REDWOOD CITY, Calif. (Oct. 4, 2004) – Email marketers seeking to increase their open and click-through rates would be wise to keep subject lines short and hyperlinks plentiful, according to a new study from EmailLabs, the leading Web services provider in the email marketing space.
The company today announced the release of an analysis of key variables involved in the delivery of permission emails from more than 650 companies during the first quarter of 2004. The EmailLabs study compared and tested message size, the number of embedded links and the length of the subject line. (See chart below.)
The findings: subject lines shorter than 50 characters in length, as well as an increased number of hyperlinks, led to increased open and click-through rates. Message size did not appear to be a significant factor in boosting rates, although messages in the 20 to 79 kilobyte (KB) size range had slightly higher open and click-through rates than messages from 3 to 19 KB.
Subject line lengths were divided into zero to 49 characters and 50+ characters. When analyzed, the zero to 49 character subject lines had an open-rate 12.5 percent higher than the 50+ character subject lines. Click-through rates for the zero to 49 character group were 75 percent higher than the 50+ group.
The differences in open and click-through rates were smaller but still distinct when evaluating the number of hyperlinks contained in the email. Emails with 25 or more links had an open rate of 12 percent higher than those containing fewer than 25 links, and a click-through rate of 29 percent higher than for emails with fewer than 25 links.
“These results support some long-held beliefs among email marketers,” said Loren McDonald, VP of Marketing, EmailLabs. “In general, email marketers should limit the length of their subject lines to less than 50 characters, and should include as many hyperlinks as possible. In addition to a shorter subject line being visible in its entirety in most email clients, recipients comprehend shorter subject lines more easily and quickly.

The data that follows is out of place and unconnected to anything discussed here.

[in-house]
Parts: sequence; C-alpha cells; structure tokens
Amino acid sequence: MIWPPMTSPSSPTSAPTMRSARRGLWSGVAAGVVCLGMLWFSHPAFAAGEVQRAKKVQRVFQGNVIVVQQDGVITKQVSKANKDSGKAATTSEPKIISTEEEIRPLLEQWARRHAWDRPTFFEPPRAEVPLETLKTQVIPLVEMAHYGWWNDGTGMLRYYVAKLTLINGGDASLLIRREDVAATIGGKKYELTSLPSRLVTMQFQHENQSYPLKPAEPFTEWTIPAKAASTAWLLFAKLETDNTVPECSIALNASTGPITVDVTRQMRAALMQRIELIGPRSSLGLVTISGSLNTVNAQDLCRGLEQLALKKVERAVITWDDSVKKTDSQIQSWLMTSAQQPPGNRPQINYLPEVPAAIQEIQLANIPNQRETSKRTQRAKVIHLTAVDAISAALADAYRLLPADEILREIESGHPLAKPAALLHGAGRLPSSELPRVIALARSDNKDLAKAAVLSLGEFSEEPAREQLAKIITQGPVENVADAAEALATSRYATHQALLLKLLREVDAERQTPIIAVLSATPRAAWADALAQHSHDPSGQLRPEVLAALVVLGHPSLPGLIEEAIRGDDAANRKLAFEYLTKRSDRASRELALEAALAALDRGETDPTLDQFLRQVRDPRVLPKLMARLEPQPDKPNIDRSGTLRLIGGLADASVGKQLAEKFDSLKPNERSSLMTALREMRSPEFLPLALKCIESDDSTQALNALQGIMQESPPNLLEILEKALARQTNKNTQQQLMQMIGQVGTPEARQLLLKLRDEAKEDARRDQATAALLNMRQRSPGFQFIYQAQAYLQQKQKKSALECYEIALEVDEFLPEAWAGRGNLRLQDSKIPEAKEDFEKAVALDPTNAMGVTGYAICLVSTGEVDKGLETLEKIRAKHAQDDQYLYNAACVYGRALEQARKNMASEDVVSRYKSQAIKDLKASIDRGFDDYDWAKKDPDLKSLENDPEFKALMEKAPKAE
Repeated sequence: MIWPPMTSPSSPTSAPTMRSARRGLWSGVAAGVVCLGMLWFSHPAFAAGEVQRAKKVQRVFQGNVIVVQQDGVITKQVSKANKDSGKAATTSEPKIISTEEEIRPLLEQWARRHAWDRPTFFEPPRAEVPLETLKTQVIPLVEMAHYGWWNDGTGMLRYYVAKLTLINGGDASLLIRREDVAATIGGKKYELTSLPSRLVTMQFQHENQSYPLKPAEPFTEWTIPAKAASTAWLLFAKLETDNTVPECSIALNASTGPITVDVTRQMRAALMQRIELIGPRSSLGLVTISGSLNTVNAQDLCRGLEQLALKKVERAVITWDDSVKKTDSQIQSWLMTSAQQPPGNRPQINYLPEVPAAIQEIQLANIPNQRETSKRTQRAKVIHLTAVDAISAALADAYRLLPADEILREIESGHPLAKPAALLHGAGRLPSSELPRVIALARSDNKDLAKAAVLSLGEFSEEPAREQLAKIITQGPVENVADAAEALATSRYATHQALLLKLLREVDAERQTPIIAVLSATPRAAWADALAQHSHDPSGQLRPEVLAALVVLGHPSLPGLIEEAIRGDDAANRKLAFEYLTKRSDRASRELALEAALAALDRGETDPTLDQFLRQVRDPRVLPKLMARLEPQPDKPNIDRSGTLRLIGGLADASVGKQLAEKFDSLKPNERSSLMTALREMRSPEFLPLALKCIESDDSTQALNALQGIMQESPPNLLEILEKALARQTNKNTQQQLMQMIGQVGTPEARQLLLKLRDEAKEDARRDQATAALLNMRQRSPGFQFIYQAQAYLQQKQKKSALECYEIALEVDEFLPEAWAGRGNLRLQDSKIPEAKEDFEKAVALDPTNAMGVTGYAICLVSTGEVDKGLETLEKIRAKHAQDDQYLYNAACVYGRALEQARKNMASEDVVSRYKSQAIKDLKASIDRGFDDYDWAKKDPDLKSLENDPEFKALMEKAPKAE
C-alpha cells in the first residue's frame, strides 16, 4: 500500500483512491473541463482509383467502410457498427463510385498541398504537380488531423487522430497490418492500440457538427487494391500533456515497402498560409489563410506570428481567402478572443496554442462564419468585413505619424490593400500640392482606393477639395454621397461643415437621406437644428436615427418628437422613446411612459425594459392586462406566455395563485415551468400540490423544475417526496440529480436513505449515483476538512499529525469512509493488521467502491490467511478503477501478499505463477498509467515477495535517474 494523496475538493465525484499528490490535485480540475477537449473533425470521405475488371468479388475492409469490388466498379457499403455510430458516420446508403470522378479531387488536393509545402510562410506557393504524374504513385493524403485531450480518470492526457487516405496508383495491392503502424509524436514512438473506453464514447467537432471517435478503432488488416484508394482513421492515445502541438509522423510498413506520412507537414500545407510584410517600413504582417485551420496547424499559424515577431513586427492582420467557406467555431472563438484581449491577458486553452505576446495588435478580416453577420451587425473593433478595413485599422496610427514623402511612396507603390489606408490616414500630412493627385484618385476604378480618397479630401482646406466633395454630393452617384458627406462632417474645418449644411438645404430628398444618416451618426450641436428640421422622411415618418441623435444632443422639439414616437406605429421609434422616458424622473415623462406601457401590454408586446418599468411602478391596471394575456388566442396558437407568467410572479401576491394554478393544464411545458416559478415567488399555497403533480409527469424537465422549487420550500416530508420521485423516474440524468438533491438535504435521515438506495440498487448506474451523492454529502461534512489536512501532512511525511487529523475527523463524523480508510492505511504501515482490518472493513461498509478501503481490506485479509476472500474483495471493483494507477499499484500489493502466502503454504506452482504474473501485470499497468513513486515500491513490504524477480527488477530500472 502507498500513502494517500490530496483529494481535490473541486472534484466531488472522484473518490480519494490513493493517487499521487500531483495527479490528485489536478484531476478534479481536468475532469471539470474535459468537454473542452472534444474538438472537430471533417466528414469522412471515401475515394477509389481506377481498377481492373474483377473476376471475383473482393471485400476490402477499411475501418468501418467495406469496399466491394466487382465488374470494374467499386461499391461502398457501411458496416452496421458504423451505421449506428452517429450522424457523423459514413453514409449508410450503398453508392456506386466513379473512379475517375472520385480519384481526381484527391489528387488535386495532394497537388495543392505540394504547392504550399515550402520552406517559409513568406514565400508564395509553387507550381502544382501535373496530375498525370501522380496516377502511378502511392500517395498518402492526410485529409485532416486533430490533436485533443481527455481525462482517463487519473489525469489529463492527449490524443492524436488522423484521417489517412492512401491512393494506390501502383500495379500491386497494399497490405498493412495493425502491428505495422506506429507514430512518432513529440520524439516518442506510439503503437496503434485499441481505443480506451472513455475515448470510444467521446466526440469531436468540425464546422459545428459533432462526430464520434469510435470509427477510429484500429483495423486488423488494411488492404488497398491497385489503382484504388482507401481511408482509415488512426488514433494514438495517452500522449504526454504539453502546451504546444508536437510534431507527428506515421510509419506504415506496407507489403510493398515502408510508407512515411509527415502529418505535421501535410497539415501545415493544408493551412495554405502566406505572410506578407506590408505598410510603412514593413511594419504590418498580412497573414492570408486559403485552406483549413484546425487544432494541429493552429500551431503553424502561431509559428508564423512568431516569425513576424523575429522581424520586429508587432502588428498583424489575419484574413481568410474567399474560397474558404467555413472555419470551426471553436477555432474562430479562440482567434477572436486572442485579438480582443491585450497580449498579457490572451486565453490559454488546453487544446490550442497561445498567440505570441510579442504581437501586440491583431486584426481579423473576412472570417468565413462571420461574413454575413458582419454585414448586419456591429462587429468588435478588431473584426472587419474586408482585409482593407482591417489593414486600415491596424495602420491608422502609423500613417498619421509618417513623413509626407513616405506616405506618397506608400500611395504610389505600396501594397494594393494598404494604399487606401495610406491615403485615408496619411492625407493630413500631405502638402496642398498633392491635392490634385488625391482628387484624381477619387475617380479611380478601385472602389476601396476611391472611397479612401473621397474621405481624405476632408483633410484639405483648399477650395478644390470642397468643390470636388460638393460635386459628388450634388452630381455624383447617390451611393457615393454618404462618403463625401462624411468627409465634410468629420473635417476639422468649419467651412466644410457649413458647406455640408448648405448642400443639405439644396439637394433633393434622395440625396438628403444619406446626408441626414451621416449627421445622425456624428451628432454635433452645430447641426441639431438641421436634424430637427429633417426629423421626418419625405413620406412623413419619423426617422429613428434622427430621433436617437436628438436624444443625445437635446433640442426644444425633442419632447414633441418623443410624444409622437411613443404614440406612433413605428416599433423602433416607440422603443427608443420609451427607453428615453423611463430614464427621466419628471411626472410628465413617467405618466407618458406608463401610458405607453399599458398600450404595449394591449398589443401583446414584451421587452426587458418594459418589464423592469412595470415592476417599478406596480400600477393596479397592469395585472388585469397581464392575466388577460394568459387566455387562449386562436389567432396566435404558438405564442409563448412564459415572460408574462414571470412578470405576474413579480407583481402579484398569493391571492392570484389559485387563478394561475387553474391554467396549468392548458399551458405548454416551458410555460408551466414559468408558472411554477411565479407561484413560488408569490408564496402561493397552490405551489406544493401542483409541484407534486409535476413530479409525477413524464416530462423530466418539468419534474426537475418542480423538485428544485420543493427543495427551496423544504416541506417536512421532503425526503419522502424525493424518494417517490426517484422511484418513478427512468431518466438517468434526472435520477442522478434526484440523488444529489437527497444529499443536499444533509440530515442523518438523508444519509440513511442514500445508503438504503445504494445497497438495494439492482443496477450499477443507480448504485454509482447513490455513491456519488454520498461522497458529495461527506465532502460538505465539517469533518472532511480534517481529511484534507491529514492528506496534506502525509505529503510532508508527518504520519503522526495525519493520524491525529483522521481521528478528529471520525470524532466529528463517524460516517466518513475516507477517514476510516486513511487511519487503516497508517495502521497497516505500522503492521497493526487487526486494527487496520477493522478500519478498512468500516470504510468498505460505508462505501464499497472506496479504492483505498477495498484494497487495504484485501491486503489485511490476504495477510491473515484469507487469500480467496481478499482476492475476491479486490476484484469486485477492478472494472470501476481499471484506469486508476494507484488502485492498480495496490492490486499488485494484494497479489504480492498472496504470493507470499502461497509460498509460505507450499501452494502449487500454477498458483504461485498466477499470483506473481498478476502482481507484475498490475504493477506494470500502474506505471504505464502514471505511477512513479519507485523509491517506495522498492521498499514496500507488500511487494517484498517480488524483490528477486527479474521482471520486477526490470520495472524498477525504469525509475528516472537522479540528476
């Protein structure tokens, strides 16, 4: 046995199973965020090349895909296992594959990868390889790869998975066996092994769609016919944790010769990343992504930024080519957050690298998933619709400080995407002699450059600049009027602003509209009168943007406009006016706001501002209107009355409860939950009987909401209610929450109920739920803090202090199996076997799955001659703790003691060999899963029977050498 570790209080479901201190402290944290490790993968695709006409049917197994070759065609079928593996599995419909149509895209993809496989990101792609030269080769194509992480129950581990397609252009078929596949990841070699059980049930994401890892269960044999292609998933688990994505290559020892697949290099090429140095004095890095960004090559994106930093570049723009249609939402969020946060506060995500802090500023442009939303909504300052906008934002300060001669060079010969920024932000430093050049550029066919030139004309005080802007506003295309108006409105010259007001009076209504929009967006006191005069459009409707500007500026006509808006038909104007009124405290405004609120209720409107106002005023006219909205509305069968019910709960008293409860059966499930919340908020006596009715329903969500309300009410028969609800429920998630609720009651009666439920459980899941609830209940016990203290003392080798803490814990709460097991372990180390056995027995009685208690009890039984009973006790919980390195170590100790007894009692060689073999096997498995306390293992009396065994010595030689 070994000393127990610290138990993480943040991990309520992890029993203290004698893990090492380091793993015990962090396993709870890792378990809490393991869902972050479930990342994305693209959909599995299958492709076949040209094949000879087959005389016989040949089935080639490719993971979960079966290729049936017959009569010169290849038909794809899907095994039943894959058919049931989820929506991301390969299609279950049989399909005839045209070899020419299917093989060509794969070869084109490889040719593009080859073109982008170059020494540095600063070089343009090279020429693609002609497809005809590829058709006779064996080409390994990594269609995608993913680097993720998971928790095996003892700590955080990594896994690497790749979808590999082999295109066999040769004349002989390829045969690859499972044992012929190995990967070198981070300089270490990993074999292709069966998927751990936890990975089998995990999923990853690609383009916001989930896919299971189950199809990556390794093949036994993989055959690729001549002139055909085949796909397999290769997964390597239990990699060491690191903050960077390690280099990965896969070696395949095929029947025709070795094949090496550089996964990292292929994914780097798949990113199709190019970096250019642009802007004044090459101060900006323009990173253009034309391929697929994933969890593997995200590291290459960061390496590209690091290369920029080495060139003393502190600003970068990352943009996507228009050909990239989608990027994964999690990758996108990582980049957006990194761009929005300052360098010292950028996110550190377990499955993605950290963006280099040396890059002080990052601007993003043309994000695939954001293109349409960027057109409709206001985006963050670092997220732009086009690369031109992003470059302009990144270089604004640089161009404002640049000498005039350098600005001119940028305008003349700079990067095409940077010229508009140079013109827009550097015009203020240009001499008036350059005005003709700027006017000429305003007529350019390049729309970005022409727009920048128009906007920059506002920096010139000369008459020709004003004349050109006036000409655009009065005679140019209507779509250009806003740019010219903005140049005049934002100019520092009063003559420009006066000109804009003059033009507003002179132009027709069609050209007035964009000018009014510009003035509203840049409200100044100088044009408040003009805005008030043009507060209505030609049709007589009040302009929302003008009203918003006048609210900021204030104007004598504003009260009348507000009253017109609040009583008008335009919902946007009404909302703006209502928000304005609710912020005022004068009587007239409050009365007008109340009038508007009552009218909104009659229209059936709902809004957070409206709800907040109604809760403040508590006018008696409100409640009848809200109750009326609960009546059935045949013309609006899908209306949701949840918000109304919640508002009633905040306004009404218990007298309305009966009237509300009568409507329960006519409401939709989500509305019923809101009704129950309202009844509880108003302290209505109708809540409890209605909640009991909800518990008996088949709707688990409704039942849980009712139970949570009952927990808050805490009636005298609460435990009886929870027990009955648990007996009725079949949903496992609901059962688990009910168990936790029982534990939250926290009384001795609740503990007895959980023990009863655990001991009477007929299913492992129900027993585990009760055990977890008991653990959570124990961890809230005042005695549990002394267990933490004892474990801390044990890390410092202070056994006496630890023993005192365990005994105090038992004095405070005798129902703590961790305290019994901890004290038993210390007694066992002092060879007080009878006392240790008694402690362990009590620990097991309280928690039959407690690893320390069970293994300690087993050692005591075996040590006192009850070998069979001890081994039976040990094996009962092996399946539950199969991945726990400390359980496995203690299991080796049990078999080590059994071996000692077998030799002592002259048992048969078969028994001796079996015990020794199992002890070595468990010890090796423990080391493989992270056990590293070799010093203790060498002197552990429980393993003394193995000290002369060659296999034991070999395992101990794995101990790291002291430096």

“The more links there are, the greater the chances that one or more will resonate with the recipient and motivate them to click through,” McDonald said. “While 25 links may sound like a lot, navigation and administrative-type links in best practices newsletters can easily reach 15-20 links by themselves.”
For message size, 43 percent of client messages sent were in the 20 to 79 KB range, followed by 28.4 percent for 10 to 19 KB, 25.9 percent for three-nine KB, 1.4 percent for less than three KB and one percent for 80 KB or larger. Messages in the 20 to 79 KB size range had open rates and click-through rates of 4 percent and 8 percent higher than messages in the three-to-nine KB range. Interestingly, although only 1.4 percent of messages sent were less than 3 KB, those messages had the highest average open rate, bounce rate and unsubscribe rate.
“Marketers shouldn’t be too concerned with the size of their messages, with our analysis not revealing any negative affect on performance from larger-sized messages,” McDonald noted. “That being said, the general rule of thumb to try to limit messages to 40 to 50 KB is not a bad idea, due to size limits on the receiving end.
“While we believe these findings are compelling, it is essential that email marketers conduct split tests across key variables to determine what works best for their specific customers and subscribers,” McDonald advised.
The EmailLabs analysis was based on the results of 23,475 email campaigns sent by more than 650 companies between January 1 and March 31, 2004.